Yesterday I broke into a house.
No, it wasn't mine.
How's that for a triumphant return to the blogosphere? I'm trying to be more regular here (what's the blogging equivalent of Metamucil?), but jeez, the end of the semester. Grading, reading drafts, oh, and there's that pesky paper to be delivered next week... [BTW, if anyone is going to be in Mass. next weekend for a conference, which shall go unnamed here, give me a shout-out! I'm a great conference cocktail partner!]
So, back to the burgling. The ever-hopeful Yogini has been searching, off and on, for a house in Urbania for about a year now. And it's not an easy thing; one can
find a domicile within the Urbania city limits that's affordable on a Askesis U. salary, but one also might be watching violence in front of one's new house every night, or worse, living next to college students. When a new property comes on the market that's in a liveable neighborhood and will not require paying the monthly mortgage with a credit card, it goes FAST
. You have to be the first one in, and the first one to the table with an offer.
Yogini's been through that particular race before; she gets into the house on its second day on the market, and its already got three offers. But yesterday, miraculously, her realtor scheduled the first appointment on a house; coincidentally, it's right across the street from mine. That's awesome for many reasons, not least among them that looking at houses on the market satisfies my homeowner voyeuristic blood-lust. So I walked over with Yogini to meet the realtor, and we stood patiently at the door as she fiddled with the key. Hmmm. "It fits, but it won't turn. Do you mind trying?" We all tried, but agreed that something was stuck. After calls to the other realtor, walking around the property peering into windows, etc., the realtor had to go, but knew Yogini was interested.
"Look," she said. "The seller's realtor told me that we could just get in a window."
"They're locked," said we.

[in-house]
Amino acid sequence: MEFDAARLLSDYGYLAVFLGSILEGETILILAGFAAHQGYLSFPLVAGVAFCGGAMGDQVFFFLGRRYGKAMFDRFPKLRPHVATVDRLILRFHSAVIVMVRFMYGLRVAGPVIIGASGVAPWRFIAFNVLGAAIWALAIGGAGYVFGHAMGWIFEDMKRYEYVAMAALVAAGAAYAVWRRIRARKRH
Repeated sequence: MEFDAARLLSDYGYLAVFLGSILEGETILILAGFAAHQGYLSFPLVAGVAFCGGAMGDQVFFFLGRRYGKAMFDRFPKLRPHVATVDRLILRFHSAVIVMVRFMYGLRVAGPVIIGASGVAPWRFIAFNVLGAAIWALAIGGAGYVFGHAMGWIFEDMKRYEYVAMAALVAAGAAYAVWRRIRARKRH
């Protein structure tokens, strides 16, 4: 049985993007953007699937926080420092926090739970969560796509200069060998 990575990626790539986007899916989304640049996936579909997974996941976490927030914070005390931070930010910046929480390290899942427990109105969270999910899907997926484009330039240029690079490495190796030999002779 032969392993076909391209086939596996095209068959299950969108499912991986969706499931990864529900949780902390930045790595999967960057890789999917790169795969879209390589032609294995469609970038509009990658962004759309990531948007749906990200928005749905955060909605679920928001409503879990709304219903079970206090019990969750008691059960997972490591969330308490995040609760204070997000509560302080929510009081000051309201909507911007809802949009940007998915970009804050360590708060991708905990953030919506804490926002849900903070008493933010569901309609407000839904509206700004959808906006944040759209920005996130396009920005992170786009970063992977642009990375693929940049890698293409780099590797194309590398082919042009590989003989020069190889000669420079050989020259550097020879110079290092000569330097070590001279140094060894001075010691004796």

"But these old houses have turning window locks. The other realtor said you can just stick a knife up there and flip it."
"Are you sure we won't get arrested?"
"Yes..." [It occurs to me now that this is a bit of an ambiguous answer.]
So the realtor leaves, Yogini and I get tools from my house, and we proceed to, well, flip the lock and get into the house through the window. [Note to self: change window locks.] It's cute, this house. It's obviously been cleaned out; no one's living there currently. Despite that, the little-old-married-couple aesthetic remains (wallpaper borders in the kitchen, a chuck-wagon iron applique on the fireplace), but its got good bones. This house could work!
Yogini and I are in the basement, poking at the boiler, which looks to be older than the two of us put together, when we hear---holy crap!!!---footsteps upstairs! With visions of a Silence of the Lambs
/Marcellus Wallace-style story in my head, I rush upstairs to meet the person. It's the freaking owner
(who, thankfully, had neither a ball gag in his hand, nor asked us to "put the lotion in the basket. Whew.) His realtor had called saying that we couldn't get in. And now, of course, the door works just fine. AAARGH!!!!
Yogini and I do our best to convince him that we're not grifters. He calls his realtor to tell her that we got in, and she, much to her credit [particularly since she was the one who told us HOW to break into the house!!
] calls Y's realtor who rushes right back over. I think we smoothed it all out, but he did refer to us as "larcenists." Which, technically, I think is untrue. Isn't larceny only applicable if we steal something?
The icing on this cake, of course, is that Yogini put in her offer last night. And the owner had ALREADY RECEIVED an offer. How is that possible? Did they bust in the back door?
Ah, Urbania. Keep your fingers crossed for Y., y'all, because god only knows what we'd have to do next time to get her a house.
Labels: crimes and misdemeanors, TMI, weirdness